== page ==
IN ABOUT five years time the whole of Britain will have had their television signals changed from analogue to digital, giving us a more expansive system with improved picture quality.
To convert to the new system a certain amount of expense will have to be incurred, the same situation that faced folks back in the '50s when commercial television was first launched.
Continuing his trip down the memory lane of broadcasting, Alan Keeling has assembled a few interesting facts about those pioneering days of commercial TV:
"In 1955 the Independent Television Authority began to broadcast their first programme which began at 8.1 pm and lasted for 28 minutes, ending at 8.29 pm. The two minutes either end of the feature were used for advertisements, the first ever seen on British T.V.
It was hoped that the thirteen million regular TV viewers who tuned in to watch the BBC every evening, would begin to change their allegiance as soon as sufficient transmitters had been built. For the ITA it was a gamble.
The BBC had already been on the air since 1936 and held all the trump cards. Inevitably, to receive the new commercial programmes householders had to buy improved or new equipment such as aerials and receivers, a cost many of them could not afford. But gradually ITA began to attract an audience.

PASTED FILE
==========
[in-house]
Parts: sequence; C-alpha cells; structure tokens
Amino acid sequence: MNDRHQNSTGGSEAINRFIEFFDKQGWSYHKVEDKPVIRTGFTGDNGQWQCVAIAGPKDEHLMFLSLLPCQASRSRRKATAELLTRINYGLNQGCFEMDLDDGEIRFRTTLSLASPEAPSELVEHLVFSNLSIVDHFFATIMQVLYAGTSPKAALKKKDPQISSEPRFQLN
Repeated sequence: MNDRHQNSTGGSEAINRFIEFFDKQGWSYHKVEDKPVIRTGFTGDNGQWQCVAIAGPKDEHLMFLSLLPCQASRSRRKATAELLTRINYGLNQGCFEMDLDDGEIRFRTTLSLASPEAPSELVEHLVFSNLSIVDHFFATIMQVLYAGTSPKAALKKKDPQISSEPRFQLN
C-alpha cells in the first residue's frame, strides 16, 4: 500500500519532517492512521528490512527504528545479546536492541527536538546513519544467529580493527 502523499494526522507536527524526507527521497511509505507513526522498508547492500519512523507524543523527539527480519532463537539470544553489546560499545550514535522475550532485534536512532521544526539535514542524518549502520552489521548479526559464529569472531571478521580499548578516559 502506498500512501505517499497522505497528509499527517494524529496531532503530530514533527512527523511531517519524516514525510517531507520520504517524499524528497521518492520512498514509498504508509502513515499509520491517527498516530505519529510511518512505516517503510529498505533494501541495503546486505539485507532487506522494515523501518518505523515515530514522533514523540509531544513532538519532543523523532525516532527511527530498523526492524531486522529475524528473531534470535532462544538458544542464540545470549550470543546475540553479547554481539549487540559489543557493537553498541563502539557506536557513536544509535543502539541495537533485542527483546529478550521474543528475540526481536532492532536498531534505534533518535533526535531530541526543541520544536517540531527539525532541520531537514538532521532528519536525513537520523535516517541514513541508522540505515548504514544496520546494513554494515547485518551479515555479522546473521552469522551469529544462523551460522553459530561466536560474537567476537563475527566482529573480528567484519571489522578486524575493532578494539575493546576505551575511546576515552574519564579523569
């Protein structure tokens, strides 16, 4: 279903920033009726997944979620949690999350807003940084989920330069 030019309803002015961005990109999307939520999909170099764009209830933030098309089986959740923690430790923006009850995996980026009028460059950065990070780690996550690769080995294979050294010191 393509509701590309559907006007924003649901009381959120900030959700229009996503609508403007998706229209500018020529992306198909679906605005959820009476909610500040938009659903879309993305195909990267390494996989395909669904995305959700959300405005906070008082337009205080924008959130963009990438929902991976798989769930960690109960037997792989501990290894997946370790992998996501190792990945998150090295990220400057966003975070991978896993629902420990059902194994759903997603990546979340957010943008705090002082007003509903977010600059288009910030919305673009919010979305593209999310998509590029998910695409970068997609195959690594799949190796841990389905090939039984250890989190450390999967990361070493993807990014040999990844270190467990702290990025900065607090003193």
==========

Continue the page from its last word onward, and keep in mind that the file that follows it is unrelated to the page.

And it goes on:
Before the first transmitter at Croydon in London was switched on, various field tests were carried out from small mobile transmitting stations complete with a small mast.
The caravan contained enough technical equipment to monitor and radiate the sound and pictures.
These tests were carried out just prior to the test transmissions starting in the early autumn of 1955. The following year the transmitting charabanc moved to the Midlands and then the North.
The station was known as G9AED and the radiated signals consisted of an instructional caption and a simple test card which checked for ghost images. The sound consisted of either a monotonous tone, or an announcers voice sating, "THIS IS G9AED."
Croydon was succesfully launched and further transmitters were installed, including Lichfield, and during 1956 large areas of the Midlands and the North finally received their first commercial TV signals."
From those early pioneering days when TV viewers had a choice of which broadcaster to watch and the BBC were faced with competition for the first time, television has changed almost beyond recognition, and Alan has kindly provided a few of the test cards that appeared on our TV screens all those years ago, which some Bugle readers might remember, maybe even a few pioneering TV engineers.
Who'd have thought when these were designed they would become such iconic images?